The humble miner’s safety lamp is, arguably, one of the most important inventions of the 1800s. The industrial revolution saw coal overtake wood as the most important fuel source for new industries and cities, with an ever increasing demand driving production and placing pressure on safe and efficient extraction. A lamp that could light the way, without causing a disastrous explosion, was as essential a piece of a miner’s kit as a pick-axe.

As the industrial revolution began to gather pace in the early 1800s, the demand for coal to fuel steam-powered machines, trains, ships and, later, the blast furnaces of the iron and steel industry, grew at a rapid rate. Coal mines opened across Britain – particularly in South Wales, Scotland and Central and Northern England.

Mining was exhausting, dirty and, above all, dangerous work. One of the biggest hazards was firedamp – the name given to the collection of explosive gases that lay in between the layers of coal. In the early 1800s, miners used candles to light their way. Unsurprisingly, explosions were all too common, as the gases were released and ignited by the naked flames. One of the worst of these mining disasters occurred near Newcastle-upon-Tyne, in May 1812, killing 92 miners. Something needed to be done. In 1815, two inventors, George Stephenson and Humphry Davy each came forward with individual ideas and designs for a so-called ‘safety lamp’.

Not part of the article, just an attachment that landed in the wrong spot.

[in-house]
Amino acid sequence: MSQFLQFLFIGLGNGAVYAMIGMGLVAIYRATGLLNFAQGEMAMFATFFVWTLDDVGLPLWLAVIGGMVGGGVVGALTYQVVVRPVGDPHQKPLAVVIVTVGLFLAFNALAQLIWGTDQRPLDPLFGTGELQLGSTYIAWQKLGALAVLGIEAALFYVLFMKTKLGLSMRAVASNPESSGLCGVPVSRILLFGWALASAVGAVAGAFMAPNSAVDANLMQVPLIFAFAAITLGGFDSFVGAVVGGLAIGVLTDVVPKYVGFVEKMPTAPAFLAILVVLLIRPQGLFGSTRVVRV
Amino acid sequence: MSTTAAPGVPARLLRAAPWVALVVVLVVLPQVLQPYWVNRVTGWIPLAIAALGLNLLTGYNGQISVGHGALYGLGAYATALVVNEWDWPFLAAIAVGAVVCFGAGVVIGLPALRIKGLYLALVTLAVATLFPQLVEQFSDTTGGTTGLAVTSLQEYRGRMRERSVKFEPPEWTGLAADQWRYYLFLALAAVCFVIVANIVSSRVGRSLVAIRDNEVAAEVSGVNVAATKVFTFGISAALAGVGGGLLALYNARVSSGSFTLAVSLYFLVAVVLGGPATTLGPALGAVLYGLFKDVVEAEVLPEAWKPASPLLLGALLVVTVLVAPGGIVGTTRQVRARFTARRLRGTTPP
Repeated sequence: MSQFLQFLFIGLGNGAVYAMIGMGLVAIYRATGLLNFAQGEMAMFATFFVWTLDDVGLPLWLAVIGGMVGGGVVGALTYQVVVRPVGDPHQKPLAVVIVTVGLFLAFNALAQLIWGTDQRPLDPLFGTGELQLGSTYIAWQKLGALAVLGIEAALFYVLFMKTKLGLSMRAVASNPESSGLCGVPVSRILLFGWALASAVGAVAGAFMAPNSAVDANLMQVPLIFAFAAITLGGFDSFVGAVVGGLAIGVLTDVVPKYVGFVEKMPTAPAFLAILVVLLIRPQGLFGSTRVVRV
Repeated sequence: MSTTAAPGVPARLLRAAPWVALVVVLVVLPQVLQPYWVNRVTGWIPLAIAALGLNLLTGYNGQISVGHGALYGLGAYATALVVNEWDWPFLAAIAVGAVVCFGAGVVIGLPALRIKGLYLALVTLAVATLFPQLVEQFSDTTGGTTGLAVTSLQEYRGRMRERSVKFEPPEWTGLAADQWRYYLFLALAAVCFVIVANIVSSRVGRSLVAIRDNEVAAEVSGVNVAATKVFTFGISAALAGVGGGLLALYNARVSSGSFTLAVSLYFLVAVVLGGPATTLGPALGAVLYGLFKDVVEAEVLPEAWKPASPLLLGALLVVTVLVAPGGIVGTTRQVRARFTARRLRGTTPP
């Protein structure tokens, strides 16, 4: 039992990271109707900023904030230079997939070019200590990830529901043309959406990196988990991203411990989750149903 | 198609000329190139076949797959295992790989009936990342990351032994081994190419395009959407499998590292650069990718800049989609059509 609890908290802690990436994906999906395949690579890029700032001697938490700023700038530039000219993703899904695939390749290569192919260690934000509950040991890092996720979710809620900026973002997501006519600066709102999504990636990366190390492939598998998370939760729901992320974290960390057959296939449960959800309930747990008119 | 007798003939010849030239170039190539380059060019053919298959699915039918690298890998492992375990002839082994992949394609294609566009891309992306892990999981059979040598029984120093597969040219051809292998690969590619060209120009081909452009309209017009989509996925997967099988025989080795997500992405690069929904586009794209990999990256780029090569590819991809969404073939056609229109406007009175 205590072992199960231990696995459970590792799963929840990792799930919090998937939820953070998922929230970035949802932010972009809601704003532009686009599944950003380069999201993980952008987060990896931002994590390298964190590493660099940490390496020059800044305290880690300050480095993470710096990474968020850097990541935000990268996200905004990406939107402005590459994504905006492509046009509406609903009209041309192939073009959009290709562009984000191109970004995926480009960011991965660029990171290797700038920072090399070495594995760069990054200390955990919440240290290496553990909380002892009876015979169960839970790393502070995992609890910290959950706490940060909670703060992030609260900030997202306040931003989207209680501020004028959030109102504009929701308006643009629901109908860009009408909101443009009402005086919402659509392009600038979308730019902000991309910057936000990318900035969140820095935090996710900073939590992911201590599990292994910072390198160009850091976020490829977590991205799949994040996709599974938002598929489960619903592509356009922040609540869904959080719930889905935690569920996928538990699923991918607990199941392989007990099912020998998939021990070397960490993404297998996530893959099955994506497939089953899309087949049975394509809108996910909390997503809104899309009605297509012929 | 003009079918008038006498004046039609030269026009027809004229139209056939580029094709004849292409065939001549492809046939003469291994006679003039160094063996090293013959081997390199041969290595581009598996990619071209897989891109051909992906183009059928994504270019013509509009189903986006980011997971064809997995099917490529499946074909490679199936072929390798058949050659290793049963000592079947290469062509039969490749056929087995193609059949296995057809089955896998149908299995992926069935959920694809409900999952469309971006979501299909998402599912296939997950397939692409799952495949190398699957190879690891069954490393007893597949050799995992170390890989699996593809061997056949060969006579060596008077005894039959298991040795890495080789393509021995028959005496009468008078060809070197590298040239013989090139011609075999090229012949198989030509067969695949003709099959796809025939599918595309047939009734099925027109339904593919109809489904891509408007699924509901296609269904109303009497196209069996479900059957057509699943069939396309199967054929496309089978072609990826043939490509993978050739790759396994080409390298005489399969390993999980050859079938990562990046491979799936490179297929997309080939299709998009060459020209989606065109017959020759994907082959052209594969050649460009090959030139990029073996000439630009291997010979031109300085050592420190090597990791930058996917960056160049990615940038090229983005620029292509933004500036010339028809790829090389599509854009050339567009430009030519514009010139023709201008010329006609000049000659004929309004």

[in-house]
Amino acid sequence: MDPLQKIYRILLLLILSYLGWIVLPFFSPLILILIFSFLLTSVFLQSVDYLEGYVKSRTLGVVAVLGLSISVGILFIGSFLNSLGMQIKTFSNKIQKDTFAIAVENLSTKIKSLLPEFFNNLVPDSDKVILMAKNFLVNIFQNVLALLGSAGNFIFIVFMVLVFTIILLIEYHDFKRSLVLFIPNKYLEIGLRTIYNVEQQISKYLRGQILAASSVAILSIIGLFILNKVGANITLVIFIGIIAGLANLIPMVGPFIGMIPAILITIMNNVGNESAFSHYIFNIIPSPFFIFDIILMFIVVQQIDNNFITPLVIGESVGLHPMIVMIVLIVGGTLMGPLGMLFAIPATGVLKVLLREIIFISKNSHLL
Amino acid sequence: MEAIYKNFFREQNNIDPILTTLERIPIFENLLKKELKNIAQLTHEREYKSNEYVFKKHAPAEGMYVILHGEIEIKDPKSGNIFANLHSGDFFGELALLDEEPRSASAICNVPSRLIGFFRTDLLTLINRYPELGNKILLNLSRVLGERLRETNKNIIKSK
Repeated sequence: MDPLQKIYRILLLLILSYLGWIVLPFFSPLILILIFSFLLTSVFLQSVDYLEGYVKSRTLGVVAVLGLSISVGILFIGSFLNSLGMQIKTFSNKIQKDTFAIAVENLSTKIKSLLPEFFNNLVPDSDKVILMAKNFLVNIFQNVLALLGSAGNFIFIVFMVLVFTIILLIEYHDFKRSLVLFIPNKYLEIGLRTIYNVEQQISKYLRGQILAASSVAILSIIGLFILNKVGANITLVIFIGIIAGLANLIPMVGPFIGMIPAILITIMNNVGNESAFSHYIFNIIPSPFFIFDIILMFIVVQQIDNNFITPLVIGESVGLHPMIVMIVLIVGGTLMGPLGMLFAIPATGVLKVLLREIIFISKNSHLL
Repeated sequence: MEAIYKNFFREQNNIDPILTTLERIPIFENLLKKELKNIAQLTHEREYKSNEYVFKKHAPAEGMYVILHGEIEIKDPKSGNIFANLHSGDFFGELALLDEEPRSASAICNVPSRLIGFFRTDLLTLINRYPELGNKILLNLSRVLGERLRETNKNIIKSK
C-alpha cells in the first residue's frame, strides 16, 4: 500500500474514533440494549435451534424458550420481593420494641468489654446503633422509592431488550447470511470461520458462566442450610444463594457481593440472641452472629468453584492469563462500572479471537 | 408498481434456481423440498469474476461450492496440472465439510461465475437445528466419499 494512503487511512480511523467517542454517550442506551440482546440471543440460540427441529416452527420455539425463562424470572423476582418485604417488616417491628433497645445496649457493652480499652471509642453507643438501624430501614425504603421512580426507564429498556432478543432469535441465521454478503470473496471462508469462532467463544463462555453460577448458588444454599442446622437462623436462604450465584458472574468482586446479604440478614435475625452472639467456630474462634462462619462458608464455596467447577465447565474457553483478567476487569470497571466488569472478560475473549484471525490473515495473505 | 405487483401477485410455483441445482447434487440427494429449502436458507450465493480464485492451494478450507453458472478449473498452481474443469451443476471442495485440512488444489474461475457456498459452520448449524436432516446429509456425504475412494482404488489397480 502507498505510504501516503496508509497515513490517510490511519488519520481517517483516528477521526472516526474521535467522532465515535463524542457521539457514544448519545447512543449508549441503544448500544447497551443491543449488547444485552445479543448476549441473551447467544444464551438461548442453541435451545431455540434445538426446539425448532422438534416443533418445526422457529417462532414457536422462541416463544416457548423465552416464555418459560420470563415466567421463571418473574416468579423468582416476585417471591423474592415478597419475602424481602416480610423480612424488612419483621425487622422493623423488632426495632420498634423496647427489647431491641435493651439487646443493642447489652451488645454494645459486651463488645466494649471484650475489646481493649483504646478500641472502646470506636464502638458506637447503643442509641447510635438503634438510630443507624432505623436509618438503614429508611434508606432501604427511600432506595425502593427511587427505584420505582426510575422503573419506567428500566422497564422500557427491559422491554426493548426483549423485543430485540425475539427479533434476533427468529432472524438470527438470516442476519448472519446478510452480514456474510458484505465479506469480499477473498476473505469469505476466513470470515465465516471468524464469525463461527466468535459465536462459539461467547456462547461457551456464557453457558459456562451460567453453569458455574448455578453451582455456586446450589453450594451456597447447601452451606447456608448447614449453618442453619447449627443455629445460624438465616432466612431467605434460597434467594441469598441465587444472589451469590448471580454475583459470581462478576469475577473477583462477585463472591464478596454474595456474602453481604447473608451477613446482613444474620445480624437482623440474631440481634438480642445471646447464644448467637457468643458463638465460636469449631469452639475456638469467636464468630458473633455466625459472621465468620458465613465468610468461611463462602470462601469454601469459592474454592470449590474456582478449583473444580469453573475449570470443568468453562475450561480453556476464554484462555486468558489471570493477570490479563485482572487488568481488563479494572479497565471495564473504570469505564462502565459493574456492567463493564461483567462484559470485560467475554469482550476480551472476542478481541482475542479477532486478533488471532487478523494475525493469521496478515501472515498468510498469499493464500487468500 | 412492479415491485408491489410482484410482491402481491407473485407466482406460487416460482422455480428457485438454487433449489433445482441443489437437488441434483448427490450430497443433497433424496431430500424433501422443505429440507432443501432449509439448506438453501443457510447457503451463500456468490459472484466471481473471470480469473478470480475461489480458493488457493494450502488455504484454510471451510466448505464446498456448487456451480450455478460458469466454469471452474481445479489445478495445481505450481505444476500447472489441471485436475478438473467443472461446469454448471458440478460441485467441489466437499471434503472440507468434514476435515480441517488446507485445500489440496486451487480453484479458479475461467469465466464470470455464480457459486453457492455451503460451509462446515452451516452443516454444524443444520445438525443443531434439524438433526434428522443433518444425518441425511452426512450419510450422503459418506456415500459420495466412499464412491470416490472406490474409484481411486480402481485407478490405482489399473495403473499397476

Stephenson’s oil lamp drew air into a tall, glass ‘chimney’. When firedamp entered the chimney the oxygen was diluted and the flame was extinguished. Any gases leaving the chimney had a very low oxygen concentration, which prevented the enclosed flame escaping into the atmosphere. Davy’s design worked in a similar way, but had a fine brass gauze meshed cylinder enclosing the flame. This gave less light than Stephenson’s glass tube, but was more robust. While neither design was perfect, both were a vast improvement on the naked flame.

Stephenson later adopted Davy’s gauze as he revised and improved his own design. This would become the ‘Geordie Lamp’ which was used in mines in the North East of England for much of the 1800s. The safety lamp continued to evolve until the electric cap lamp began to take over in the 1900s.


Did you know..?

In the 1900s, canaries were taken down mines to warn miners of the presence of poisonous gases, particularly carbon monoxide or methane. When the birds showed signs of distress or died, the miners knew it was time to put on breathing apparatus.


Use our Classroom resources to investigate this object and the Industrial Revolution further.


And much more…

Sources & acknowledgements

This object description and its related educational resources were researched and written by our team of historians and education specialists. For further information see the item’s home museum, gallery or archive, listed above. 

Find it here

This object is in the collection of Science Museum